FERNDALE (WWJ/AP) — The Supreme Court announced Friday that it will hear a case which could decide whether bans on same-sex marriage could be illegal throughout the United States.
Meantime, WWJ Newsradio 950’s Stephanie Davis was on hand as the Michigan couple who started the fight against the state’s ban on gay marriage spoke publicly about the U.S. Supreme Court’s decision to take up the issue.READ MORE: What Is The Best Sunscreen For Me? Environmental Working Group Releases Annual Guide
Exciting, thrilled and overwhelming are the words used by April Deboer and Jayne Rowse as they described how they feel, knowing the country’s highest court will decide the gay marriage issue that they helped propel.
The couple took up the fight against the state’s voter-approved constitutional ban on gay marriage after they were unable to adopt each others children without being married. Rowse said that she was in awe of the moment.
“We are proud and thrilled to be the people who are representing Michigan,” Rowse told the crowd at a press conference in Ferndale on Friday. “This is probably the greatest day in my great lesbian life that I’ve had and we’re in awe.”
Deboer and Rowse raise their four children in Hazel Park.
“We are really looking forward to going on to the Supreme Court and winning marriage equality in the United States now,” Deboer said.READ MORE: Parole Denied For Don Miller Who Killed 4 Women In Lansing In The 1970s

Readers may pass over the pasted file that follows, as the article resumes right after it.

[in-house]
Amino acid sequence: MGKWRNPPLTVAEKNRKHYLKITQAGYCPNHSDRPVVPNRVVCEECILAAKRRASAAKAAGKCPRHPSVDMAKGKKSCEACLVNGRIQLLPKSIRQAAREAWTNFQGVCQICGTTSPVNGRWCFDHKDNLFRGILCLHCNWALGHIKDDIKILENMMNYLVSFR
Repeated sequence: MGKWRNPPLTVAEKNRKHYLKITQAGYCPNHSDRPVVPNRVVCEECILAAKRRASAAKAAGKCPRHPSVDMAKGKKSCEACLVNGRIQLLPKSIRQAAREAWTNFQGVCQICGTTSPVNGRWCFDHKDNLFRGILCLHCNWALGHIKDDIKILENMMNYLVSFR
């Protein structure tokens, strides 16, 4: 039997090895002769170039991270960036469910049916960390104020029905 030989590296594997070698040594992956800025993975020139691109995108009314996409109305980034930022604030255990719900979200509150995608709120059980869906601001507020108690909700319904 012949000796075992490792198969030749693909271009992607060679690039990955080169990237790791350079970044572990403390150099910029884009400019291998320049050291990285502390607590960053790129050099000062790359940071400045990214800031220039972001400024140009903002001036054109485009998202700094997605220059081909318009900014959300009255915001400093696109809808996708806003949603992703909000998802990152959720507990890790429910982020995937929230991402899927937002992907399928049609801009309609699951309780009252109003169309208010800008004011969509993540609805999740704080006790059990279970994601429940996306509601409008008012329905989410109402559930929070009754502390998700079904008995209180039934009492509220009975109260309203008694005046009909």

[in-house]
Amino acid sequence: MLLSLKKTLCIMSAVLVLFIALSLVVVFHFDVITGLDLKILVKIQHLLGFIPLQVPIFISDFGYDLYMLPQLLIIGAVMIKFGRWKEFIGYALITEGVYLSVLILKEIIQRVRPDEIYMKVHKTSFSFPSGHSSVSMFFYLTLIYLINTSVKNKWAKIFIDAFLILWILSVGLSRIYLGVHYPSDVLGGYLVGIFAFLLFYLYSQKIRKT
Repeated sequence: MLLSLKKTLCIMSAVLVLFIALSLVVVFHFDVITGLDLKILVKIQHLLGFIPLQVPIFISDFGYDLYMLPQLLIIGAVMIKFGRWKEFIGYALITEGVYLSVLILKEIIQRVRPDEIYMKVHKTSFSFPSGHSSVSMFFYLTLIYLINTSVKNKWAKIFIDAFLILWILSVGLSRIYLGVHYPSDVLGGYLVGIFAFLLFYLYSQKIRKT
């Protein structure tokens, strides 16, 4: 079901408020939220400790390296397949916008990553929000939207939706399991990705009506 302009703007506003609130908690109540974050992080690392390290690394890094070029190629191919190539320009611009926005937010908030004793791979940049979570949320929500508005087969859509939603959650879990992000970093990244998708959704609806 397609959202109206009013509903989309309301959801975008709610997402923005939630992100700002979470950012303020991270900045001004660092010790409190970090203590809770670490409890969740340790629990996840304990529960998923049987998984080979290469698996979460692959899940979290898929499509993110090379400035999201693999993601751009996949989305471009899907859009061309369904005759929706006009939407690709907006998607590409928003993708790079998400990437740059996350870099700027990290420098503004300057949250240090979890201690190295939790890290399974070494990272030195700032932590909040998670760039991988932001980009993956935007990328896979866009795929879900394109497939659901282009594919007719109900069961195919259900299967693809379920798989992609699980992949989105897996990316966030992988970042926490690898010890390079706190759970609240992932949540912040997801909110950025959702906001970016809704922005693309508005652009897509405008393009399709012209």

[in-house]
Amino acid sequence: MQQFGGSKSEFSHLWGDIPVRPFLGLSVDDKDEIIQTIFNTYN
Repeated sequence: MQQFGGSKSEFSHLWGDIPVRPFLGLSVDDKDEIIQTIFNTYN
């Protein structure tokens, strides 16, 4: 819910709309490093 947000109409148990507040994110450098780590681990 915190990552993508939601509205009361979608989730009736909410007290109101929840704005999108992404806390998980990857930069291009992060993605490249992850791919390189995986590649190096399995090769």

Proponents of same-sex marriage said they expect the court to settle the matter once and for all with a decision that invalidates state provisions that define marriage as between a man and a woman.
“We are now that much closer to being fully recognized as a family, and we are thrilled,” said DeBoer. “This opportunity for our case to be heard by the Supreme Court gives us and families like ours so much reason to be hopeful.”
Attorney General Eric Holder said the Obama administration would urge the court “to make marriage equality a reality for all Americans.”
On the other side, advocates for traditional marriage want the court to let the political process play out, rather than have judges order states to allow same-sex couples to marry.
“The people of every state should remain free to affirm marriage as the union of a man and a woman in their laws,” said Austin R. Nimocks, senior counsel for the anti-gay marriage group Alliance Defending Freedom.
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